A F.A.Bulous Undertaking


Project FAB, which stands for Ferociously Awesome Balloons (the F previously stood for something else), is a student run outreach program. In the summer of 2015, Fraser Baird decided that he wanted to introduce more focus on STEM subjects into primary schools by launching high altitude balloons which would conduct multiple experiments over various heights. This was the beginning of an arduous process. Building an outreach program requires permission, funding, equipment and, most importantly, people who are interested in seeing your project succeed.

One year on, Project FAB consists of a team of 16 undergraduate science students at Glasgow University and a group of senior Physics students at Larbert High School ready to teach primary school children about the basics of physics using lesson plans created by our team. The project has obtained funding from the STFC (Science and Technology Facilities Council), Helia Photonics Ltd, and is supported by the School of Physics and Astronomy at Glasgow University.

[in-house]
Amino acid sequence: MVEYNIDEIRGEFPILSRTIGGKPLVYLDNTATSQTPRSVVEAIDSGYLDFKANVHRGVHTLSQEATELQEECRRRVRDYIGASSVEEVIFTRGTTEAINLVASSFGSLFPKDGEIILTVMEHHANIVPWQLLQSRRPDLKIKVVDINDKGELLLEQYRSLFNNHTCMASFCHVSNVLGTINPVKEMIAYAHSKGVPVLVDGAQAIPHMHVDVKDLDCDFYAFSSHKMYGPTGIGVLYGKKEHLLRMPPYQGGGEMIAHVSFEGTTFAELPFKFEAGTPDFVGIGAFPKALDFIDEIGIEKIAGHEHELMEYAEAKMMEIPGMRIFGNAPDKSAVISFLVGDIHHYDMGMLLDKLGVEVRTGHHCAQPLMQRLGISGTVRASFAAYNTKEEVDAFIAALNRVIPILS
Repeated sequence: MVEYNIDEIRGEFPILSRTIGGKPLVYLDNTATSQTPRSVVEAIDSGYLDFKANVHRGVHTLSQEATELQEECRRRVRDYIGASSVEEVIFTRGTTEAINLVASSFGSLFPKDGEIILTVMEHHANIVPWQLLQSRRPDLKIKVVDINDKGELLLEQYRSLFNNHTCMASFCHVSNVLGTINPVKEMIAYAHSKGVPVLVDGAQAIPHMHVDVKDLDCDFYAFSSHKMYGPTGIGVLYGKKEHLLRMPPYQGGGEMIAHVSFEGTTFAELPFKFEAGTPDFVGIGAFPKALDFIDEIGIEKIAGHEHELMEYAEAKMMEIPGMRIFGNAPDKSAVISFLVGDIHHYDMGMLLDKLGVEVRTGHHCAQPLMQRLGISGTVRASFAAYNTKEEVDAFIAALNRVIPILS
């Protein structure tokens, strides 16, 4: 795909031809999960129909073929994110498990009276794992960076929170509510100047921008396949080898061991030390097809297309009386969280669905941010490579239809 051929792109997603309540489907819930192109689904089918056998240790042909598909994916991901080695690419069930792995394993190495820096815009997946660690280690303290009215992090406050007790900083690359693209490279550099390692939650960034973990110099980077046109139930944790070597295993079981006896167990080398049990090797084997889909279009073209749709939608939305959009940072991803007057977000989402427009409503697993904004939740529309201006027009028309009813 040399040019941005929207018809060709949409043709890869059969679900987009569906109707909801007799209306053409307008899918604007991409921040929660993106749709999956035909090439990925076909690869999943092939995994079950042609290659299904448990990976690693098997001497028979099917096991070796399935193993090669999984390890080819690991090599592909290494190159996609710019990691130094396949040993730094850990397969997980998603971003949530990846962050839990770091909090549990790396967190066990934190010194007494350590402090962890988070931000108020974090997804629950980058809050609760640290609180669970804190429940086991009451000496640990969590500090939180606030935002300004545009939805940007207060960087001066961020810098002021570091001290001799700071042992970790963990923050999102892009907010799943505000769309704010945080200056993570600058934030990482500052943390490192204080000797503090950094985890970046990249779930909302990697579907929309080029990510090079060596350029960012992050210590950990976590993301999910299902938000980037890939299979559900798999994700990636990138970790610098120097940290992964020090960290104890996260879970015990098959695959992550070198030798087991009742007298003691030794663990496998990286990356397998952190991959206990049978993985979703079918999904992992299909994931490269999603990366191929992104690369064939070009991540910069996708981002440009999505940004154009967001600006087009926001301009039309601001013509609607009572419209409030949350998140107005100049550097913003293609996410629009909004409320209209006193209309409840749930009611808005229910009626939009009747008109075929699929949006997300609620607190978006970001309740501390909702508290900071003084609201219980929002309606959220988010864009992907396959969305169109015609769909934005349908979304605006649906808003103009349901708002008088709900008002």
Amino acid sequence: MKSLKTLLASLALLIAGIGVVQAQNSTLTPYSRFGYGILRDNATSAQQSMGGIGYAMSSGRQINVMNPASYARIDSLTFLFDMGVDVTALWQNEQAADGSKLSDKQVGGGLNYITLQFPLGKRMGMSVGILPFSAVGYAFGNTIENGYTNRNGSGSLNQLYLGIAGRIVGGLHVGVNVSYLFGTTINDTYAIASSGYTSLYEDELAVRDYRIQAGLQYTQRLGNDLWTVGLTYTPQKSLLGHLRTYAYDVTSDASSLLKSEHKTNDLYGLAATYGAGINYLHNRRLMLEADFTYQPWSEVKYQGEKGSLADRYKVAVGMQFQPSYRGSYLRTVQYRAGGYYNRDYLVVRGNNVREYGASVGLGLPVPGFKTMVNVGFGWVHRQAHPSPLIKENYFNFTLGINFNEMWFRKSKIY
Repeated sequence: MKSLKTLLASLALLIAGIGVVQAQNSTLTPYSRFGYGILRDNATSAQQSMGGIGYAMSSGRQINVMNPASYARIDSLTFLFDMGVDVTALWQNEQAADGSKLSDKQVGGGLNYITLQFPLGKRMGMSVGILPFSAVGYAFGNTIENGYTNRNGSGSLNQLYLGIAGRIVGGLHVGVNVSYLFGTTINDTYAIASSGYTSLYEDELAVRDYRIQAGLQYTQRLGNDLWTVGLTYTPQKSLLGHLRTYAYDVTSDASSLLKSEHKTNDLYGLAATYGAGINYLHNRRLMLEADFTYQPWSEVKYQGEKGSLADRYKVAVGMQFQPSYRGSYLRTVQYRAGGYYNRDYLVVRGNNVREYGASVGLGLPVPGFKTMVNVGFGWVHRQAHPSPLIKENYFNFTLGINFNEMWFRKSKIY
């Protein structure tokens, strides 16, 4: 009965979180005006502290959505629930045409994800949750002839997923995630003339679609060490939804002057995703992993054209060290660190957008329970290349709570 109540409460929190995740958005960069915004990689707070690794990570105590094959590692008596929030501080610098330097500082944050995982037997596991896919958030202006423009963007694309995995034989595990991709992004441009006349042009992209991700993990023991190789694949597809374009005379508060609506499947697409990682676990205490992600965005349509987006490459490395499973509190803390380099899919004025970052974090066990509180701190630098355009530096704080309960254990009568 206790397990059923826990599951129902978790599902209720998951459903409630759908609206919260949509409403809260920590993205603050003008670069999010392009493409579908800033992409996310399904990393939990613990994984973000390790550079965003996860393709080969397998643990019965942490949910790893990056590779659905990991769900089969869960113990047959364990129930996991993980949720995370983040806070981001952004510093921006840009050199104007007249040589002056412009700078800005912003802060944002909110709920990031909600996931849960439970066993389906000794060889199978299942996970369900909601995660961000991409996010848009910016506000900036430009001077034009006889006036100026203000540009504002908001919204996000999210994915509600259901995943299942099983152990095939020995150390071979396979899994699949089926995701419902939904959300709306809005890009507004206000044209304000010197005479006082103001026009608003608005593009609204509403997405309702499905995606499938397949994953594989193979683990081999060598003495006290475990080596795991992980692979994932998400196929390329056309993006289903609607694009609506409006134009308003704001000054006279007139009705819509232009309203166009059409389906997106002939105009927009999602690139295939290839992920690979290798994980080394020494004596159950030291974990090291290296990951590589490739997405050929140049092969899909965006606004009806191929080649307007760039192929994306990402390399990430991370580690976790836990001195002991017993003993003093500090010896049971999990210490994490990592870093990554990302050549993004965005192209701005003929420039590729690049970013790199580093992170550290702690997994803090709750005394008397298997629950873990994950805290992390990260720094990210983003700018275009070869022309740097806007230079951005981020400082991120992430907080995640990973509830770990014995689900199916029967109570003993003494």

We are currently in the process of building the payload for the balloons: one balloon will measure the concentration of CO2, O3 and CH4; a second balloon will carry out experiments on gravity, showing objects of different mass falling at the same rate; another will measure the change in the amount of radiation due to cosmic rays with altitude; a fourth balloon will monitor how the pressure and temperature of the atmosphere changes with altitude. And, of course, each balloon will be fitted with cameras to take those all-important photos of Earth from above.

If you’re interested in finding out more about Project FAB then check out our Facebook, Twitter and Instagram. We also have more information about our team, experiments and education plans on our website. We hope to launch the balloons as part of National Science Week in March, look out for the results and images through our social media outlets!

Link to website:  www.project-fab.science.

[Rhiannon Beaton – Deputy Project Leader]

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